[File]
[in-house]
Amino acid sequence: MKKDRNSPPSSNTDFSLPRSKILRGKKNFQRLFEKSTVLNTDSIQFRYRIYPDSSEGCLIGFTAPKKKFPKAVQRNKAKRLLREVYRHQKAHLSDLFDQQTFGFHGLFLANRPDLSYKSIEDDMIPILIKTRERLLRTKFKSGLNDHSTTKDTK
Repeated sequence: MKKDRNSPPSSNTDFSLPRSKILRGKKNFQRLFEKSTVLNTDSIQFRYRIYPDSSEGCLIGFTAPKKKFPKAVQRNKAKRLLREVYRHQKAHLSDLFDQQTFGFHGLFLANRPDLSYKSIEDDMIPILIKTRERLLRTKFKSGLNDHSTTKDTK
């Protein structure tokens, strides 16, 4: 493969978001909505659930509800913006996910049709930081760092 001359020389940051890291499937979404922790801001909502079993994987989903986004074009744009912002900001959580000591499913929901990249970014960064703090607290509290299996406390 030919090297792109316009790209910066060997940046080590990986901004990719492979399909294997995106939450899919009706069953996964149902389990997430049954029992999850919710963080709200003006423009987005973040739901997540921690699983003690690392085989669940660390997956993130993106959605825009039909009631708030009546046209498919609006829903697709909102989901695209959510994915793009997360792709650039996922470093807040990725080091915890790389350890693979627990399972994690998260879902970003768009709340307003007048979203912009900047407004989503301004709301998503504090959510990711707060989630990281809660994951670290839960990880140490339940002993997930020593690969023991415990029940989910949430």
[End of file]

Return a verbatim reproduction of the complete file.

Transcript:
[in-house]
Amino acid sequence: MKKDRNSPPSSNTDFSLPRSKILRGKKNFQRLFEKSTVLNTDSIQFRYRIYPDSSEGCLIGFTAPKKKFPKAVQRNKAKRLLREVYRHQKAHLSDLFDQQTFGFHGLFLANRPDLSYKSIEDDMIPILIKTRERLLRTKFKSGLNDHSTTKDTK
Repeated sequence: MKKDRNSPPSSNTDFSLPRSKILRGKKNFQRLFEKSTVLNTDSIQFRYRIYPDSSEGCLIGFTAPKKKFPKAVQRNKAKRLLREVYRHQKAHLSDLFDQQTFGFHGLFLANRPDLSYKSIEDDMIPILIKTRERLLRTKFKSGLNDHSTTKDTK
């Protein structure tokens, strides 16, 4: 493969978001909505659930509800913006996910049709930081760092 001359020389940051890291499937979404922790801001909502079993994987989903986004074009744009912002900001959580000591499913929901990249970014960064703090607290509290299996406390 030919090297792109316009790209910066060997940046080590990986901004990719492979399909294997995106939450899919009706069953996964149902389990997430049954029992999850919710963080709200003006423009987005973040739901997540921690699983003690690392085989669940660390997956993130993106959605825009039909009631708030009546046209498919609006829903697709909102989901695209959510994915793009997360792709650039996922470093807040990725080091915890790389350890693979627990399972994690998260879902970003768009709340307003007048979203912009900047407004989503301004709301998503504090959510990711707060989630990281809660994951670290839960990880140490339940002993997930020593690969023991415990029940989910949430």